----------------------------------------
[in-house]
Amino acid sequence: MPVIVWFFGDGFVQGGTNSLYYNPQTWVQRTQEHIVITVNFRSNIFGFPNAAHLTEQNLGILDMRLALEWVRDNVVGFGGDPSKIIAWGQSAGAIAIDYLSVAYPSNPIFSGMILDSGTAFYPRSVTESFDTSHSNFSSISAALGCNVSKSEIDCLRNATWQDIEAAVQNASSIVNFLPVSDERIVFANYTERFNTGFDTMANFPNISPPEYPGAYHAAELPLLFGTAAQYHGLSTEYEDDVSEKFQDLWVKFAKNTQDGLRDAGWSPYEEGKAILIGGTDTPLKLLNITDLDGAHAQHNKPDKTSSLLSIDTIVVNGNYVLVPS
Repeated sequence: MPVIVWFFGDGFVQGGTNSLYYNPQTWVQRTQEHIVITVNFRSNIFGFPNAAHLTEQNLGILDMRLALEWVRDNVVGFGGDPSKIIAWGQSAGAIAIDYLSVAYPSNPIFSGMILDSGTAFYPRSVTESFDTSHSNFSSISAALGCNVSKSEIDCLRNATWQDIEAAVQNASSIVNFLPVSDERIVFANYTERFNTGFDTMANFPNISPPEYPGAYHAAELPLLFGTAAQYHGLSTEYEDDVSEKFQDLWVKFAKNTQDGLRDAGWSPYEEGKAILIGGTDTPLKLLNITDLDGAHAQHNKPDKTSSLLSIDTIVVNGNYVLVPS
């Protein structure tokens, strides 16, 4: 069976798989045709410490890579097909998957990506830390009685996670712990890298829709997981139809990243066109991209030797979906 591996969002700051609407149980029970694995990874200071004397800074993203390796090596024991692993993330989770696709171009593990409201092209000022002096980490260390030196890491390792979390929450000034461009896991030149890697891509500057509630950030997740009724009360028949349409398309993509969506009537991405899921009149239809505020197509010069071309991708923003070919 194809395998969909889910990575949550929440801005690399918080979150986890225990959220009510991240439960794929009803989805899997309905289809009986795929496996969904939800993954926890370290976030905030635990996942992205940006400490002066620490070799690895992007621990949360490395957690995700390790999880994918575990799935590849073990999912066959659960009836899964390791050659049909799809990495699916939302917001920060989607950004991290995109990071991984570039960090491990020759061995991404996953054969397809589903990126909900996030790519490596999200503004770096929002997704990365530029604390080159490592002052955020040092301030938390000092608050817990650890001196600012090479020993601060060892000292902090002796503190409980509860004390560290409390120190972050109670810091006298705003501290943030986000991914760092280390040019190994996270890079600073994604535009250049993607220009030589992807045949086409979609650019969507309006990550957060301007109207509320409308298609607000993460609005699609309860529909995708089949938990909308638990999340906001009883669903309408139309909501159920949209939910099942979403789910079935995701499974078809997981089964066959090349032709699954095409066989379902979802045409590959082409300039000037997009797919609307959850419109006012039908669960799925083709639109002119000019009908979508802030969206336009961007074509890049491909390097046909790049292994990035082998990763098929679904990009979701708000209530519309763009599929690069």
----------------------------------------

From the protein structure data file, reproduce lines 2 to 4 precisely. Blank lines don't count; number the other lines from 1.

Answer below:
Amino acid sequence: MPVIVWFFGDGFVQGGTNSLYYNPQTWVQRTQEHIVITVNFRSNIFGFPNAAHLTEQNLGILDMRLALEWVRDNVVGFGGDPSKIIAWGQSAGAIAIDYLSVAYPSNPIFSGMILDSGTAFYPRSVTESFDTSHSNFSSISAALGCNVSKSEIDCLRNATWQDIEAAVQNASSIVNFLPVSDERIVFANYTERFNTGFDTMANFPNISPPEYPGAYHAAELPLLFGTAAQYHGLSTEYEDDVSEKFQDLWVKFAKNTQDGLRDAGWSPYEEGKAILIGGTDTPLKLLNITDLDGAHAQHNKPDKTSSLLSIDTIVVNGNYVLVPS
Repeated sequence: MPVIVWFFGDGFVQGGTNSLYYNPQTWVQRTQEHIVITVNFRSNIFGFPNAAHLTEQNLGILDMRLALEWVRDNVVGFGGDPSKIIAWGQSAGAIAIDYLSVAYPSNPIFSGMILDSGTAFYPRSVTESFDTSHSNFSSISAALGCNVSKSEIDCLRNATWQDIEAAVQNASSIVNFLPVSDERIVFANYTERFNTGFDTMANFPNISPPEYPGAYHAAELPLLFGTAAQYHGLSTEYEDDVSEKFQDLWVKFAKNTQDGLRDAGWSPYEEGKAILIGGTDTPLKLLNITDLDGAHAQHNKPDKTSSLLSIDTIVVNGNYVLVPS
């Protein structure tokens, strides 16, 4: 069976798989045709410490890579097909998957990506830390009685996670712990890298829709997981139809990243066109991209030797979906 591996969002700051609407149980029970694995990874200071004397800074993203390796090596024991692993993330989770696709171009593990409201092209000022002096980490260390030196890491390792979390929450000034461009896991030149890697891509500057509630950030997740009724009360028949349409398309993509969506009537991405899921009149239809505020197509010069071309991708923003070919 194809395998969909889910990575949550929440801005690399918080979150986890225990959220009510991240439960794929009803989805899997309905289809009986795929496996969904939800993954926890370290976030905030635990996942992205940006400490002066620490070799690895992007621990949360490395957690995700390790999880994918575990799935590849073990999912066959659960009836899964390791050659049909799809990495699916939302917001920060989607950004991290995109990071991984570039960090491990020759061995991404996953054969397809589903990126909900996030790519490596999200503004770096929002997704990365530029604390080159490592002052955020040092301030938390000092608050817990650890001196600012090479020993601060060892000292902090002796503190409980509860004390560290409390120190972050109670810091006298705003501290943030986000991914760092280390040019190994996270890079600073994604535009250049993607220009030589992807045949086409979609650019969507309006990550957060301007109207509320409308298609607000993460609005699609309860529909995708089949938990909308638990999340906001009883669903309408139309909501159920949209939910099942979403789910079935995701499974078809997981089964066959090349032709699954095409066989379902979802045409590959082409300039000037997009797919609307959850419109006012039908669960799925083709639109002119000019009908979508802030969206336009961007074509890049491909390097046909790049292994990035082998990763098929679904990009979701708000209530519309763009599929690069």